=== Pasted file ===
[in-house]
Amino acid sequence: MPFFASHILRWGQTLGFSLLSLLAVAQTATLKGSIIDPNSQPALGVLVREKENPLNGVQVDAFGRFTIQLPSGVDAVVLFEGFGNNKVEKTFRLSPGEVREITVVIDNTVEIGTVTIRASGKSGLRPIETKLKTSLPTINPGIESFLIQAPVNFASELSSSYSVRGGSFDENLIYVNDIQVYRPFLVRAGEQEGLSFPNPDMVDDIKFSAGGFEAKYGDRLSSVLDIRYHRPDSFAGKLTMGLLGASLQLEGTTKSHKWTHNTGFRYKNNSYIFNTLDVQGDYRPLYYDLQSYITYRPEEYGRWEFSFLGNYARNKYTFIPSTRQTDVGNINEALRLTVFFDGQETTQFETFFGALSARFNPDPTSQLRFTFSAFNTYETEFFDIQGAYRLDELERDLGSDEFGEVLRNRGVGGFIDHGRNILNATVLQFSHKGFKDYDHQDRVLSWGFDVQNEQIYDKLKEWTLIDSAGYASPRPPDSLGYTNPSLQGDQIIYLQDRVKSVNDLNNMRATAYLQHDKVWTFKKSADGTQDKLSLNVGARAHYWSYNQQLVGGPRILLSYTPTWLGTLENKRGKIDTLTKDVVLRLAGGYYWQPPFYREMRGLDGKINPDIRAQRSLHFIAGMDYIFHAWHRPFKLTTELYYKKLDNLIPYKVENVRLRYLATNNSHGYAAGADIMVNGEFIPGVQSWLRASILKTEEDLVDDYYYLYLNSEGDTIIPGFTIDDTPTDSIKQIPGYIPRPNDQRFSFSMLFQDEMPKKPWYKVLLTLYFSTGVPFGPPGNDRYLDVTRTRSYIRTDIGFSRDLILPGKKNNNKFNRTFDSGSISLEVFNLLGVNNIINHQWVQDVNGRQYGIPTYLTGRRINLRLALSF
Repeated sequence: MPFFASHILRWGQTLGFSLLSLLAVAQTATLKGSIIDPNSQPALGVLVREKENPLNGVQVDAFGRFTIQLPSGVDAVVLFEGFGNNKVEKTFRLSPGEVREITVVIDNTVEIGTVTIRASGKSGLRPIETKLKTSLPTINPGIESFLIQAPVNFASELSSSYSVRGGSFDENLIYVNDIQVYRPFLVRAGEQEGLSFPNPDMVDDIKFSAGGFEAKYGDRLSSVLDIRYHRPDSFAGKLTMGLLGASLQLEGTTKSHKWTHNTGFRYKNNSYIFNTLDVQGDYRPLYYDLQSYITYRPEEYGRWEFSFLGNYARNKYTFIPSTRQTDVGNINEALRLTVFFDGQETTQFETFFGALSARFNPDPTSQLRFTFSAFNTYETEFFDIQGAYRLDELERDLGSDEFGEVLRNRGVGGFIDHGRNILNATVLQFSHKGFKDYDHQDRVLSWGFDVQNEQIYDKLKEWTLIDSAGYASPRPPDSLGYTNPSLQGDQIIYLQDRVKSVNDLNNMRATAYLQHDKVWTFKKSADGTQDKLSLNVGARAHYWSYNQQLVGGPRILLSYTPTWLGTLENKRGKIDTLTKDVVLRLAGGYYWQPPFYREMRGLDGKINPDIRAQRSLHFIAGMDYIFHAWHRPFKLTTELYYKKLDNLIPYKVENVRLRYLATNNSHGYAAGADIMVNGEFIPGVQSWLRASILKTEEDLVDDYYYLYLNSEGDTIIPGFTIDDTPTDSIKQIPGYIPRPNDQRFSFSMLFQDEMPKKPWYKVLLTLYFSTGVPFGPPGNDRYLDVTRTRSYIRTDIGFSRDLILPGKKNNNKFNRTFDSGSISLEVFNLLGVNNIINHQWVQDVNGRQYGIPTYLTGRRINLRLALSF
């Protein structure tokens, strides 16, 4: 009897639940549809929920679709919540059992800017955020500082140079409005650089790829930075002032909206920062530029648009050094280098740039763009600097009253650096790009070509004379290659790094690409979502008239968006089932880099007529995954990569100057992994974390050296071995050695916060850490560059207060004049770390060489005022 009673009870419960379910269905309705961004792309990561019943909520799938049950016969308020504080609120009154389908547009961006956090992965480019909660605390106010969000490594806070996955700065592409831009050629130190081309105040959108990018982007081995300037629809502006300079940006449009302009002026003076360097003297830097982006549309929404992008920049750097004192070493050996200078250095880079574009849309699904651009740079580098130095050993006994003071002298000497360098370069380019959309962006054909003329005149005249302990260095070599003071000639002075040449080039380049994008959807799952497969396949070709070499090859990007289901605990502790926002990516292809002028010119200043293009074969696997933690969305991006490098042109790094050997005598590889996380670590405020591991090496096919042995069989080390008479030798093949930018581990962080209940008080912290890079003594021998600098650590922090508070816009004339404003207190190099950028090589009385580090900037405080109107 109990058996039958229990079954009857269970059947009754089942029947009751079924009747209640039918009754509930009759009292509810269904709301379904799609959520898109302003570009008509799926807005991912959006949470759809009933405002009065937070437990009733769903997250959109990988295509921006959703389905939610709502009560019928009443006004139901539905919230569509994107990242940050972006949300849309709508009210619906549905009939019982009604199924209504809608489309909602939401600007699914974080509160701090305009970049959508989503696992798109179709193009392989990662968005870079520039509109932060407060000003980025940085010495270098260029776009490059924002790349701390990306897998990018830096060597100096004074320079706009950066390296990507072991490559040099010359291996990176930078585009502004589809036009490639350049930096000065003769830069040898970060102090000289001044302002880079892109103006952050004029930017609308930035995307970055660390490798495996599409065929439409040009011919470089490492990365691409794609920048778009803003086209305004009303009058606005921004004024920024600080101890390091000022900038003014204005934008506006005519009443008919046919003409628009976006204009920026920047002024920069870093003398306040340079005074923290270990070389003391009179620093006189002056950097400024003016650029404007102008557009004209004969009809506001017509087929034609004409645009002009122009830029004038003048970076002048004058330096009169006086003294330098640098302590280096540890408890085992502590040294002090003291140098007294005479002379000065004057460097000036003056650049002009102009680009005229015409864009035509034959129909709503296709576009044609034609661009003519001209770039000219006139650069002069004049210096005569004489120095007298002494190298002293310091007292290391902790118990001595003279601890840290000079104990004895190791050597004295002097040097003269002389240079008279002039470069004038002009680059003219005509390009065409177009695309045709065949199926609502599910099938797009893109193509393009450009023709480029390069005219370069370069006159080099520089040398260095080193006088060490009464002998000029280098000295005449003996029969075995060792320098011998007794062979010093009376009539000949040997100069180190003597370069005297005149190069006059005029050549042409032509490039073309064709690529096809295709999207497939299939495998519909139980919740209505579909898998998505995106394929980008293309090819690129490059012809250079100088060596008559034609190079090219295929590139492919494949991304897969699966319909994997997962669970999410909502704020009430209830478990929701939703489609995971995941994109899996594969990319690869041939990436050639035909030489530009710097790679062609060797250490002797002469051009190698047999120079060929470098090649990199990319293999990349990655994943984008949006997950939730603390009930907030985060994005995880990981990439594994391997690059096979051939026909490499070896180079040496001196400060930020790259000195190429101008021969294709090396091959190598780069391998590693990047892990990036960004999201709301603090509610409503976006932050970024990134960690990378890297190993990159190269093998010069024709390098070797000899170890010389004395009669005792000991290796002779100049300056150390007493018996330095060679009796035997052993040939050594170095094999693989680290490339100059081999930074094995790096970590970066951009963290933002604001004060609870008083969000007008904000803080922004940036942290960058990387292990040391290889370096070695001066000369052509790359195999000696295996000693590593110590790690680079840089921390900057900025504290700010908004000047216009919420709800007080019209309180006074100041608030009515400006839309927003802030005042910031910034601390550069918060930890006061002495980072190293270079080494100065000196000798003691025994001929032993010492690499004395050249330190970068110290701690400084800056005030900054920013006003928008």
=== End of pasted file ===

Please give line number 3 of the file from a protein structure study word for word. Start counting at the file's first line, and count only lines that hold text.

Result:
Repeated sequence: MPFFASHILRWGQTLGFSLLSLLAVAQTATLKGSIIDPNSQPALGVLVREKENPLNGVQVDAFGRFTIQLPSGVDAVVLFEGFGNNKVEKTFRLSPGEVREITVVIDNTVEIGTVTIRASGKSGLRPIETKLKTSLPTINPGIESFLIQAPVNFASELSSSYSVRGGSFDENLIYVNDIQVYRPFLVRAGEQEGLSFPNPDMVDDIKFSAGGFEAKYGDRLSSVLDIRYHRPDSFAGKLTMGLLGASLQLEGTTKSHKWTHNTGFRYKNNSYIFNTLDVQGDYRPLYYDLQSYITYRPEEYGRWEFSFLGNYARNKYTFIPSTRQTDVGNINEALRLTVFFDGQETTQFETFFGALSARFNPDPTSQLRFTFSAFNTYETEFFDIQGAYRLDELERDLGSDEFGEVLRNRGVGGFIDHGRNILNATVLQFSHKGFKDYDHQDRVLSWGFDVQNEQIYDKLKEWTLIDSAGYASPRPPDSLGYTNPSLQGDQIIYLQDRVKSVNDLNNMRATAYLQHDKVWTFKKSADGTQDKLSLNVGARAHYWSYNQQLVGGPRILLSYTPTWLGTLENKRGKIDTLTKDVVLRLAGGYYWQPPFYREMRGLDGKINPDIRAQRSLHFIAGMDYIFHAWHRPFKLTTELYYKKLDNLIPYKVENVRLRYLATNNSHGYAAGADIMVNGEFIPGVQSWLRASILKTEEDLVDDYYYLYLNSEGDTIIPGFTIDDTPTDSIKQIPGYIPRPNDQRFSFSMLFQDEMPKKPWYKVLLTLYFSTGVPFGPPGNDRYLDVTRTRSYIRTDIGFSRDLILPGKKNNNKFNRTFDSGSISLEVFNLLGVNNIINHQWVQDVNGRQYGIPTYLTGRRINLRLALSF